Let’s get nostalgic shall we? Not to the hedonistic days of pre-war Berlin but 4 November 2014 when PricewaterhouseCoopers (PwC) published their ‘Best Value Inspection of the London Borough of Tower Hamlets’ report into what had actually been going on during the administration of Mayor Lutfur Rahman.
On 4 April 2014 PwC had been appointed by the Department for Communities and Local Government (DCLG) to carry out a best value inspection of Tower Hamlets council to examine “serious allegations about poor governance and financial management at the council.”
The publication of the PwC Best Value report led to the 17 December 2014 decision by the Secretary of State to appoint DCLG commissioners to run the council instead of Mayor Rahman.
UK governments of any political persuasion are extremely reluctant to make this type of decision as it effectively suspends the democratic process in the local authority in question. But sometimes they ain’t got no choice.
Democracy still a stranger to Tower Hamlets
And many would argue that the democratic process had been absent in Tower Hamlets ever since the idea of having a directly elected Mayor popped into someones head a few years earlier.
Our knowledge of how the borough is still run – and the publication of the Poplar Papers – shows that democracy is still a stranger to this part of the East End.
There was a great kerfuffle when the PwC report was published about pretty much everything but the main focus was on the corrupt allocation of council grants by Mayor Rahman and a close inner circle to sway votes in the borough.
Lots of other things were mentioned in the report including something called an “AP1” form.
The words on page 96 of the report are very dry and refer to five sample files that were examined by PwC. Pity they were not more thorough.
4.179 “We found that all five files with payment documentation had “AP1” forms, an alternative payment process reserved for grants and exceptional one-off requirements.We note that the Authority’s procedures obtained from the financial compliance department provide an exhaustive list of payment types that can be made via the AP1 payment process. This list includes grants to voluntary organisations but does not include spot purchasing of services from third parties.”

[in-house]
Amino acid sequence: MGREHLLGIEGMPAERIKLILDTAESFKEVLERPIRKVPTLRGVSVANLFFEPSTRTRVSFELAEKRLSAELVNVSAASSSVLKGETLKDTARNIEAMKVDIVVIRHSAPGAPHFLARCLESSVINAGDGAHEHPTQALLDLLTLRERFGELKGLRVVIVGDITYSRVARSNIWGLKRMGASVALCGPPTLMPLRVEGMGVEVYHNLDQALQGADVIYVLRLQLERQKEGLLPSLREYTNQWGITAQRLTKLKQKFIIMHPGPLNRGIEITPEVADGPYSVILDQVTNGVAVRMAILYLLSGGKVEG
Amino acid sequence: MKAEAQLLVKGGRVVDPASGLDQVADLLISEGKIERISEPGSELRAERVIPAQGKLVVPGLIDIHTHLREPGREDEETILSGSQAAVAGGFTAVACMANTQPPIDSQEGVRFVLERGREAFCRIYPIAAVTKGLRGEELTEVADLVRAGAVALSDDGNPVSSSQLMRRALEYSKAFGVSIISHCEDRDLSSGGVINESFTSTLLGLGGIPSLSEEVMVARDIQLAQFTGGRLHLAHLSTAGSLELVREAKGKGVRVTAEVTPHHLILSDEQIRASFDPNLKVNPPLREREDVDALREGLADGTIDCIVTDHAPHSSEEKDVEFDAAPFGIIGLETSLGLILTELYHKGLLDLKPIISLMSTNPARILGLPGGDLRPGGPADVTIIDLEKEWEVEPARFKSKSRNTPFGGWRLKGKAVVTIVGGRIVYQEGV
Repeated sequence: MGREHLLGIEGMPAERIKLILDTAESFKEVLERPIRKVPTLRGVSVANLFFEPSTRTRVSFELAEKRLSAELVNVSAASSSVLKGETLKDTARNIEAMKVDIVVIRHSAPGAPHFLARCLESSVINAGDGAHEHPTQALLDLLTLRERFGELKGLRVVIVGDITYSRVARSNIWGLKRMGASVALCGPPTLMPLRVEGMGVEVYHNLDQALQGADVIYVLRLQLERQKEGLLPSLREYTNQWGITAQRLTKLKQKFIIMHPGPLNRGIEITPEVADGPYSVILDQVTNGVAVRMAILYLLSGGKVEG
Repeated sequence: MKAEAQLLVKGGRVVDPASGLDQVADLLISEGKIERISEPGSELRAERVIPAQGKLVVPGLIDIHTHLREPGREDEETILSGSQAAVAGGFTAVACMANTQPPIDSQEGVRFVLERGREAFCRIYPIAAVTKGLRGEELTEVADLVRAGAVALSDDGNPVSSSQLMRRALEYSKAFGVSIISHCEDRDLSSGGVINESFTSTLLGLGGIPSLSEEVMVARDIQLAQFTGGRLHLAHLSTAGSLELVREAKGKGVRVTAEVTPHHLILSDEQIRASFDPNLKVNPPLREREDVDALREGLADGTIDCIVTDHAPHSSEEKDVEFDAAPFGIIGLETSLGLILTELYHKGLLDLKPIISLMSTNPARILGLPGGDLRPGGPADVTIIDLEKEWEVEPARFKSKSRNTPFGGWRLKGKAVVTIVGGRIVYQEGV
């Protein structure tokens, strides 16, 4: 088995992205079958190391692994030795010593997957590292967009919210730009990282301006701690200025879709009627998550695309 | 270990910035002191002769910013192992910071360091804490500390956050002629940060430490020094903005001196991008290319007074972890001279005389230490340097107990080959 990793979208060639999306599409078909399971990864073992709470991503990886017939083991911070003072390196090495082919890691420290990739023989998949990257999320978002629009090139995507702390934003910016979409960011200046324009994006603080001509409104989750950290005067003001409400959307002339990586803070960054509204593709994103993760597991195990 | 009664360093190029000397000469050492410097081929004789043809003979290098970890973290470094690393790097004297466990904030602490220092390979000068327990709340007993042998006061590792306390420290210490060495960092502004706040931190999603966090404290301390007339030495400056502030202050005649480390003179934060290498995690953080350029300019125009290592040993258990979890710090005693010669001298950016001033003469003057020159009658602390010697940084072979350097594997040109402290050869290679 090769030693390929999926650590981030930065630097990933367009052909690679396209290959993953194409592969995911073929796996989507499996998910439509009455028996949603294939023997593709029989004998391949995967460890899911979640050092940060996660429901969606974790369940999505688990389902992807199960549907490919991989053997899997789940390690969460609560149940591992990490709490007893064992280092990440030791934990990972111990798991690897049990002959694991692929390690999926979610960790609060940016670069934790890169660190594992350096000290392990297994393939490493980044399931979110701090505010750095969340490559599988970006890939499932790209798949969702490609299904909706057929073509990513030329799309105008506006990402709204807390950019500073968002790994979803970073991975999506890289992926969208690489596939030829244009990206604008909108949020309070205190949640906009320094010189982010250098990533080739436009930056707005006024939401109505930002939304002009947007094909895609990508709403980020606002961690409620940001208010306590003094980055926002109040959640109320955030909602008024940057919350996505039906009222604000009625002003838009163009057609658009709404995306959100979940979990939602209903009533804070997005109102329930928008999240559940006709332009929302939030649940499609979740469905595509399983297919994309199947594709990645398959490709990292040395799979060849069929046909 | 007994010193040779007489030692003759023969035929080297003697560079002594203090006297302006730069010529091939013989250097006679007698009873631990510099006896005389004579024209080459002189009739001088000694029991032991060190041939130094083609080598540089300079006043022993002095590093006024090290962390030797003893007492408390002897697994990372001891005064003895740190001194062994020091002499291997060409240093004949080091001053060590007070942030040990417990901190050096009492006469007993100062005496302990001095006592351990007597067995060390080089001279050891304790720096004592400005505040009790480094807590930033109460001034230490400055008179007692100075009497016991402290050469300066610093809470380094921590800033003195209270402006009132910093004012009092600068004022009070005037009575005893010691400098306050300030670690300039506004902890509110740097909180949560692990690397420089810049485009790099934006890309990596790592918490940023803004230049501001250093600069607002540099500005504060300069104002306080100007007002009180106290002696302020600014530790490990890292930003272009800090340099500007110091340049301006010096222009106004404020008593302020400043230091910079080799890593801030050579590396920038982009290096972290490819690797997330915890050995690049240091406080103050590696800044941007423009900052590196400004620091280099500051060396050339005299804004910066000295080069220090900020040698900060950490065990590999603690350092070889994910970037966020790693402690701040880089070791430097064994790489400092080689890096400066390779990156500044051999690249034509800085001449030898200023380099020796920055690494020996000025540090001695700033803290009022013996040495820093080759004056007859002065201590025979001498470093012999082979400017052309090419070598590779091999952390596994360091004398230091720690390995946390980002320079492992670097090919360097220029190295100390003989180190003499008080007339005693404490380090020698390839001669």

4.180 […] “The report also notes payments were made using the AP1 voucher process which is intended to be used for exceptional circumstances and not day-to-day business.”
Those two paragraphs come nowhere near to an accurate description of how AP1 vouchers were used and where huge sums of money went.
Love Wapping covered the AP1 story in passing when it was revealed that there was a Youth Service scandal in Tower Hamlets in May 2016.
As Love Wapping we submitted a Freedom of Information request to LBTH in May 2016 for details of AP1 voucher payments between 2009 and 2015. Our request was refused.
The petty cash box with no key
Where the PwC description of AP1 voucher payments being for ‘exceptional circumstances and not day-to-day business’ originated is a mystery as our investigations indicate that AP1s were used more like a petty cash box. With no key.
Earlier this year East End Enquirer submitted Freedom of Information requests to five London boroughs – Lambeth, Islington, Hackney, Newham and Southwark – asking ‘Please can you tell me how many ‘Spot Purchases’ (sometimes referred to as AP1 Voucher payments) you have made in the last three years please?’
All of the five boroughs asked for a clarification of our request which we provided and all ultimately responded to say that they ‘did not hold any relevant information in respect of your request’.
In plain English none of them used any AP1 voucher process. All payments were processed through the normal council system. Because that is how things are supposed to work.